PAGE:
Hodges is still a youngster and incredibly new to the position, but you have to believe that Scot Loeffler is absolutely drooling over a red zone formation that includes a three tight end set of Malleck, Kline, and Hodges. Combine that with the threat of the speedsters we have in our backfield getting outside and into space and now you're putting an immense amount of pressure on the defense before the ball is even snapped. This brings me to my next interest.
5. Red-Zone Offense
Last season, the Hokie offense really struggled to stick it in. Despite Logan's incredible trucking ability, the Hokies ranked 112th (73.81%) nationally in red zone scoring last season, after finishing 18th (87.80%) in the nation in 2012. Lefty showed the ability to draw up successful plays to exploit matchups and the execution incrementally improved, evidenced by the conversion rate increasing every month during the 2013 season.
Barring injuries, the influx of talented, athletic skill position players has finally set up the schemes that Lefty has been looking to utilize. Paired with an offseason spent refining rather than learning the offense, might we finally begin to see the creativity of Loeffler's system manifest itself on a regular basis? As French and Mason documented extensively last season, execution was spotty and killed a number of plays that were primed for success. The scoring chances that were left on the field came back to bite the Hokies in some of their losses, and rectifying those errors will go a long way toward improving the team's win total in 2014.
Though I don't expect Lefty to show too much, what I would like to see Saturday is how the offense attacks in the red zone. Are the quarterbacks playing under center or out of the pistol/shotgun? How much are we using misdirection? Do the backs attack the line or the edges? How are the tight ends utilized, and what does a jump ball to Bucky look like?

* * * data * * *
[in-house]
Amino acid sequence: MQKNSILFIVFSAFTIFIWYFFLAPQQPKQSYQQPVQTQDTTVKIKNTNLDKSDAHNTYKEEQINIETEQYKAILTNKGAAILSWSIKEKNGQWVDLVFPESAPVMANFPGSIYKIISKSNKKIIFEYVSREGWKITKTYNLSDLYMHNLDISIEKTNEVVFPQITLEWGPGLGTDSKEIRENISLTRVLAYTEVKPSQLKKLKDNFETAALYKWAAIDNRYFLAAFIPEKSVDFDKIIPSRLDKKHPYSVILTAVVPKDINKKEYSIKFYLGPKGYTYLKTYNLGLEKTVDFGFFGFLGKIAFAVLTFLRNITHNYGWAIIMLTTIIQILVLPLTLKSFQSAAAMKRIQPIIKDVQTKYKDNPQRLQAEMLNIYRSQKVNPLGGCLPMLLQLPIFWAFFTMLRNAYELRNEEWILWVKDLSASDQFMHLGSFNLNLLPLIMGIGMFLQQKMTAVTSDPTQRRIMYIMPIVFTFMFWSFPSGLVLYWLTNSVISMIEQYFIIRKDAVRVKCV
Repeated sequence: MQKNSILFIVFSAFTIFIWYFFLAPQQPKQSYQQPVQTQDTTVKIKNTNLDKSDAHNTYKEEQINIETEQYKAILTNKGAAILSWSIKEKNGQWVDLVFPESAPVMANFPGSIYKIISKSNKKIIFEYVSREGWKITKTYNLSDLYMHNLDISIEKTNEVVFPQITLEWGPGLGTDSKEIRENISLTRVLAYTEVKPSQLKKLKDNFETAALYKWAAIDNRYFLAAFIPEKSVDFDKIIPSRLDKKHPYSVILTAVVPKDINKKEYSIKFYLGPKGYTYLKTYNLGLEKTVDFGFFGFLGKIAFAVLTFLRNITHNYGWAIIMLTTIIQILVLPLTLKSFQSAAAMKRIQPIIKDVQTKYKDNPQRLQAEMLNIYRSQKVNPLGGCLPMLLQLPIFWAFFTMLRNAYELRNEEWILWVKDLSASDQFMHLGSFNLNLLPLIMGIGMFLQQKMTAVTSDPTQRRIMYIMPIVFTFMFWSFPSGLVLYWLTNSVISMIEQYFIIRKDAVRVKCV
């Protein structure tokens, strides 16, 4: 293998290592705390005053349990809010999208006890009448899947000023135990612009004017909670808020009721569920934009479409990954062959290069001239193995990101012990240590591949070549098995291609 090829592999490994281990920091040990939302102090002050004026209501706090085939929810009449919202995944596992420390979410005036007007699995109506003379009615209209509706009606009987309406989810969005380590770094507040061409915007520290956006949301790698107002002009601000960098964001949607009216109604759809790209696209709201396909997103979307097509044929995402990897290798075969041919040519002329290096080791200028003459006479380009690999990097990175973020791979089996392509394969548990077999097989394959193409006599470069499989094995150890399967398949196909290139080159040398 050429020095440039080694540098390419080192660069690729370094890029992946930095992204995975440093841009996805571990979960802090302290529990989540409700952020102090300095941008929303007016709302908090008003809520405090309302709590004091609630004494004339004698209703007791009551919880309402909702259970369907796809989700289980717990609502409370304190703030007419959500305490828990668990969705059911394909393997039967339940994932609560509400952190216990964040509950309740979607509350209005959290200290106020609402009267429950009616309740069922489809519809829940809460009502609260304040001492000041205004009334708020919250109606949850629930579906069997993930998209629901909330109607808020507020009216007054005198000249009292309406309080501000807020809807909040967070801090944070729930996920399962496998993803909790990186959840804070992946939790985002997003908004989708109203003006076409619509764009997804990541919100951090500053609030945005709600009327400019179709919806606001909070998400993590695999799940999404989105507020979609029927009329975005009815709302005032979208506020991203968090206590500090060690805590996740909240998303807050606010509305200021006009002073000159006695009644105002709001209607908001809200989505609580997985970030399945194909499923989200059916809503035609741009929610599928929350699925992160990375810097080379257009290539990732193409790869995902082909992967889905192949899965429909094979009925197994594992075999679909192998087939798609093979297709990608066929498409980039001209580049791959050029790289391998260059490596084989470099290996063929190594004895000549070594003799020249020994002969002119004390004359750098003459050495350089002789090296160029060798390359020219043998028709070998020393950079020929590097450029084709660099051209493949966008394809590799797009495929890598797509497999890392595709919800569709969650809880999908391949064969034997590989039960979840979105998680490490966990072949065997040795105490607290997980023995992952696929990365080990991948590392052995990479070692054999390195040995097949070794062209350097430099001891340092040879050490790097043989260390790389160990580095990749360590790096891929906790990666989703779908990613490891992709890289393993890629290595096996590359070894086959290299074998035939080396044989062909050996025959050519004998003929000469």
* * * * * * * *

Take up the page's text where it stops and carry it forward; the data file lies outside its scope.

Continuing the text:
6. The newer, quicker defensive line.
As Tech fans, we have grown accustomed to a specific type of defensive line. What we have heard from various sources during spring ball has been an interesting departure from the norm. This spring, Bud Foster and Charlie Wiles have shaken things up and debuted a faster, leaner d-line. Luther Maddy continues to anchor the line in the middle, but the use of Corey Marshall along the interior and Ken(jamin) Ekanem and Dadi Nicolas outside presents a more athletic look from the orange and maroon.
As I noted within the offensive line discussion, the defense tends to outshine the offense during the spring game. Regardless, I am very interested in the d-line's new dynamic and how they attack the offense. How well does the line generate chaos, and what is the speed and quickness of this line compared to the lines of old? Can Marshall be successful along the interior, or will Nigel Williams push him for the spot alongside Big Lu? How big do Seth Dooley's biceps look in person?
I can't wait. See you there.
What's On Tap?
I'm a sucker for sexy graphics, and Cigar City Brewing's Jai Alai has this 80's-style packaging that always catches my eye. Jai Alai, a predominantly Latin American sport that was dominated by the Most Interesting Man in the World during his heyday, serves as the namesake for this delicious IPA. Cigar City Brewing is home to some of the best beer in the country, brewing some ridiculously tasty beverages out of an industrial park in Tampa. The vast majority of their concoctions are only available at their brewery, but Jai Alai can be found at some savvy beer distributors (I wouldn't be surprised if the Vintage Cellar has some on hand). Best enjoyed cold, in a parking lot, with a grill nearby.